Cultivating Equality

Cultivating Equality

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Globally, 795 million people are chronically hungry; 161 million children under five are stunted. Yet we use 1.5 times the planet’s resources every year, exhausting resources faster than the planet can naturally regenerate them. A fifth of cropland has been so degraded it is no longer suitable for farming, while 90 percent of fisheries are fished at or above capacity. At the same time, changes in climate in the last 30 years have already reduced global agricultural production 1 to 5 percent per decade and could reduce it by 2 percent per decade for the rest of the century. Up to 600 million more people could be at risk of hunger by 2080 as a result. Proposed solutions to hunger in a changing climate often emphasize increasing food production. Improving yields where there is not enough food or among small-scale food producers is key. But simply increasing small-scale food producers’ yields is not enough to end hunger. 

Inequality shapes who has access to food and the resources to grow it and buy it. It governs who eats first and who eats worst. Inequality determines who can adapt to a changing climate. Hunger and poverty are not accidents—they are the result of social and economic injustice and inequality at all levels. The reality of inequality is no truer than for women—half the world’s population, with far less than their fair share of the world’s resources. To end hunger and malnutrition in a changing climate, we must address the underlying inequalities in food systems.

The way forward: Recommendations for cultivating equality in food systems

We cannot solve hunger in the face of climate change without address inequality. The cumulative reality of the challenges we face is proof that we need a new response to hunger, climate change, and poverty in which sustainability and equity are the foundation.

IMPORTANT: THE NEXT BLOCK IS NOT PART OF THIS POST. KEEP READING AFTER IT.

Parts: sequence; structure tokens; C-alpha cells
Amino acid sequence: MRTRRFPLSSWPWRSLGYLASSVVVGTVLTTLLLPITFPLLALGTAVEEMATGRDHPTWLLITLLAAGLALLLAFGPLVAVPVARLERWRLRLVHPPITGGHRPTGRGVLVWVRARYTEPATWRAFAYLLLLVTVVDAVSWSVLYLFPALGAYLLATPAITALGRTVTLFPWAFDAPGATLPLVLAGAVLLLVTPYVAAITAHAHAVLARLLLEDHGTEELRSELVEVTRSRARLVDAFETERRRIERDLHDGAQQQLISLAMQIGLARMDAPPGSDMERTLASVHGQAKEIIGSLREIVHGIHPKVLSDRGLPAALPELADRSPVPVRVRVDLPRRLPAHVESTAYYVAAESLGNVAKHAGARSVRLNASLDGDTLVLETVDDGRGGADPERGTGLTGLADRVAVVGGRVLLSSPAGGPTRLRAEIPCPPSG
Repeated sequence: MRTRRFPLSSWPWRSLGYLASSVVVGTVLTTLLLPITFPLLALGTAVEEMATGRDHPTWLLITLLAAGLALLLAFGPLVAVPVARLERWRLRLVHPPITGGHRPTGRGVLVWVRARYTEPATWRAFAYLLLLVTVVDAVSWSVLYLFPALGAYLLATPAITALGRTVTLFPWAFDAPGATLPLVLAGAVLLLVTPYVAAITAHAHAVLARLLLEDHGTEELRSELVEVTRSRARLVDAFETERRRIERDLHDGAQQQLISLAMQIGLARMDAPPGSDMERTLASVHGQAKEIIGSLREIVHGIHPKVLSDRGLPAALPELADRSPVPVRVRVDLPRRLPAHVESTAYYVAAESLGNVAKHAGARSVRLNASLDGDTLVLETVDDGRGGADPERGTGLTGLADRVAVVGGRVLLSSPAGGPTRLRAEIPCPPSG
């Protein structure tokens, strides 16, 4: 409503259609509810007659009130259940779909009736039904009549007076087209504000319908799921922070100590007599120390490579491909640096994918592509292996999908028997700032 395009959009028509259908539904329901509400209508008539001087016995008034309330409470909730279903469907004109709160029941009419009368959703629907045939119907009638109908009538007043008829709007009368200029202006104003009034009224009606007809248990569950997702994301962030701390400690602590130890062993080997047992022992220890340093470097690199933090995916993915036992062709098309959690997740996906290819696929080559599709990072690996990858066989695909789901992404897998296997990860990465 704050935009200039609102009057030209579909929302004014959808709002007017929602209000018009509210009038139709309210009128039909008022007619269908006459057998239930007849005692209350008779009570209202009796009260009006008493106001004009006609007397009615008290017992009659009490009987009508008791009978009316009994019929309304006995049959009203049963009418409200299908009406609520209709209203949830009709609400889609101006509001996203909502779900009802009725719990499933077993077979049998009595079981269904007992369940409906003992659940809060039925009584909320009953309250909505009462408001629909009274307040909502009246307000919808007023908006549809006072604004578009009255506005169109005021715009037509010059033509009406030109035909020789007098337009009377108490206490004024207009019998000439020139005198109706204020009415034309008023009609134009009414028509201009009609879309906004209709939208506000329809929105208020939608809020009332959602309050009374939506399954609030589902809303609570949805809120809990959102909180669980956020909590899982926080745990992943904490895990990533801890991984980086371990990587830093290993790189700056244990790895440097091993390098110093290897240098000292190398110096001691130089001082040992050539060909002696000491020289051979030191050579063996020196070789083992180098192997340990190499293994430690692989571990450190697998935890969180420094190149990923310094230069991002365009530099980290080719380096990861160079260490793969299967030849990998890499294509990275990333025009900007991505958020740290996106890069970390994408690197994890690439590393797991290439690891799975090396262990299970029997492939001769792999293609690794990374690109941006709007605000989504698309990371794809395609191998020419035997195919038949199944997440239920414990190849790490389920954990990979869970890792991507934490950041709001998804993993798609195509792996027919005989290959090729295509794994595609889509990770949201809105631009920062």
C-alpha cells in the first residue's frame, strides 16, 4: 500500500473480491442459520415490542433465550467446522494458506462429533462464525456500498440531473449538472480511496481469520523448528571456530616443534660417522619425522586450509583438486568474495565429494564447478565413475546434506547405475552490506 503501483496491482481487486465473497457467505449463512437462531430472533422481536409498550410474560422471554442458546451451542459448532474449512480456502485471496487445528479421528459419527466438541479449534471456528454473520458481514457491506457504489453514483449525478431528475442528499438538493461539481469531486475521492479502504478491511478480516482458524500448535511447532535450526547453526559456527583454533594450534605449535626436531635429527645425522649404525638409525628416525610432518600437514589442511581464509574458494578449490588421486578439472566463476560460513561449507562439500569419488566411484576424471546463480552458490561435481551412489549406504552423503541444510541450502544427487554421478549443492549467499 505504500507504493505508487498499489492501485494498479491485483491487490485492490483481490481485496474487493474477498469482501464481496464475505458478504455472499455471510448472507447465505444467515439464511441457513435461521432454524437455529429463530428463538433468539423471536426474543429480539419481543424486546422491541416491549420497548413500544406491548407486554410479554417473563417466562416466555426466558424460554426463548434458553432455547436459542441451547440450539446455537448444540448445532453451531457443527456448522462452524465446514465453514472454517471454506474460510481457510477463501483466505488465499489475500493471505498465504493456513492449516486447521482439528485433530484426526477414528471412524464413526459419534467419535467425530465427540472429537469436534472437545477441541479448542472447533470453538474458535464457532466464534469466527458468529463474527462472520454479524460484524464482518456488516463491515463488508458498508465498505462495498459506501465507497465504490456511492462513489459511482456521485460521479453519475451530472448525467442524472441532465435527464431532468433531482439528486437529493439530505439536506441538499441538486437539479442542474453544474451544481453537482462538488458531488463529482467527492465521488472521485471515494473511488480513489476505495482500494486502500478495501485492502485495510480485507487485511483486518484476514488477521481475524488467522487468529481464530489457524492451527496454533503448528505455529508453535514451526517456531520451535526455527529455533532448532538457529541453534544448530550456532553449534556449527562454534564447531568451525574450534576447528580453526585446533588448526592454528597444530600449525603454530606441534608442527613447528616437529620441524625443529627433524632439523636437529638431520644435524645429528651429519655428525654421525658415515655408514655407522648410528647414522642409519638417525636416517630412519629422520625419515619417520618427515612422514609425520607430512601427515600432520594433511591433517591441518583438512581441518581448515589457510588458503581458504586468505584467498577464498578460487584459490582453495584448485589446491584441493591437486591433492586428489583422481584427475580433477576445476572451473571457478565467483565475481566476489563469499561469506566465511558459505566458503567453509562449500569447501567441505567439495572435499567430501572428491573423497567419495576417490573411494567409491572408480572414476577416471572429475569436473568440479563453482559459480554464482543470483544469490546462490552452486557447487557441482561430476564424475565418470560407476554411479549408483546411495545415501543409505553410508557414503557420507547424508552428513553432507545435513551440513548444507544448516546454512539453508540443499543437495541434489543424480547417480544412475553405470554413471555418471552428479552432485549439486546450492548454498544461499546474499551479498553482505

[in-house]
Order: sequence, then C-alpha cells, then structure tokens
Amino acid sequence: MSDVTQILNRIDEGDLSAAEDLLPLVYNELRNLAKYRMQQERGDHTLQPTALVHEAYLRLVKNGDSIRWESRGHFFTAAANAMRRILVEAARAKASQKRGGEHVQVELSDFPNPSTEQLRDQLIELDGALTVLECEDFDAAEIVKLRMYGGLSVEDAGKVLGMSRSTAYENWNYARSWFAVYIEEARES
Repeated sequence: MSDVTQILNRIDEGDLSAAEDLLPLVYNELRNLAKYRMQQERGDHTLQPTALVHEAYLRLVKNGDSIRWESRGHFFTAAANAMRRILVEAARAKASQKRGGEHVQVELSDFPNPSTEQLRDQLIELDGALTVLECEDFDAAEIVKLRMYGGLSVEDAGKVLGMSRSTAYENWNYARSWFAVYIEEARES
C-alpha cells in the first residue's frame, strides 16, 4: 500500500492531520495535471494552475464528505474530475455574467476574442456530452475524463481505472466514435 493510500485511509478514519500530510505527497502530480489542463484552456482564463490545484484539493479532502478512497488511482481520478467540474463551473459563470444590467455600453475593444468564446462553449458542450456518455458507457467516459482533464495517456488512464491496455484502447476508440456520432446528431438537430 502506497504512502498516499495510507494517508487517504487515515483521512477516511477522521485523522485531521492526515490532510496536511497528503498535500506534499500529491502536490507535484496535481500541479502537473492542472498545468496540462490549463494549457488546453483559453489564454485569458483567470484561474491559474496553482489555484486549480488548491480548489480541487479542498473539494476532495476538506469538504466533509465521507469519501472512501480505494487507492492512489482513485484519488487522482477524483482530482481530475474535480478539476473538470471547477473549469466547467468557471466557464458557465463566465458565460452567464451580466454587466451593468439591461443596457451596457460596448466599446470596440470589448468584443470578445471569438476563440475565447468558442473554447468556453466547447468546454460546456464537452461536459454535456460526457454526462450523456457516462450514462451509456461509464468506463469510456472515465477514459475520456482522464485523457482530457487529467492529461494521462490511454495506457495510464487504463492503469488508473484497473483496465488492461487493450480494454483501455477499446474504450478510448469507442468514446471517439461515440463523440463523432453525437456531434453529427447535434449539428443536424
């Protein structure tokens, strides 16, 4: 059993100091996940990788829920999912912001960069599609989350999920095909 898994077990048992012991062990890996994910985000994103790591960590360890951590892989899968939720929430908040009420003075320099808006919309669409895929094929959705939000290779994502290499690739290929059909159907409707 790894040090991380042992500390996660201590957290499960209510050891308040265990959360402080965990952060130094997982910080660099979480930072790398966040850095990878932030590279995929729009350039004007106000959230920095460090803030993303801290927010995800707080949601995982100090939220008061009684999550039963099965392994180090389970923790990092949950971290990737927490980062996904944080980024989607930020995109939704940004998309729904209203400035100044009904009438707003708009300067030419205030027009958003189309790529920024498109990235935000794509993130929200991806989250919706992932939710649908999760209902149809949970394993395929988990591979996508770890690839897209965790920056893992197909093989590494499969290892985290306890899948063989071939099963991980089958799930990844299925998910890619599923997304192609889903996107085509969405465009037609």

CARE’s recommendations for the global community in developing approaches to addressing climate change and food and nutrition security mirror our own priorities:

  • Integrate gender awareness and prioritize women’s empowerment in all approaches;
  • Prioritize capacity building and investments that support small-scale food producers as vital contributors to food security;
  • Ensure small-scale food producers’ and women’s participation in planning, policy, and budget processes; and
  • Integrate a response to climate change in all approaches to food and nutrition security.

CARE is calling on policymakers and donors to enact policies to address the threat of climate change, to ensure the rights of small-scale food producers and women in particular are protected, and to scale up funding to support their efforts to realize their right to food.

But CARE’s appeal to the world community includes the general public. Each of us can make a difference:

  • Know where your food comes from to make sustainable consumption choices;
  • Call on your governments to support gender and equity and ambitious climate action; and
  • Celebrate International Women’s Day (March 8), Earth Day (April 22), and World Food Day (October 16) by volunteering locally and spreading the word.

Without urgent action in the face of climate change, the world is at risk of the breakdown of local food systems, migration, increased risk of food insecurity, conflict and the loss of rural livelihoods due to water scarcity. Smallholder farmers – particularly women – deserve our support as they struggle to adapt to a new and challenging era.

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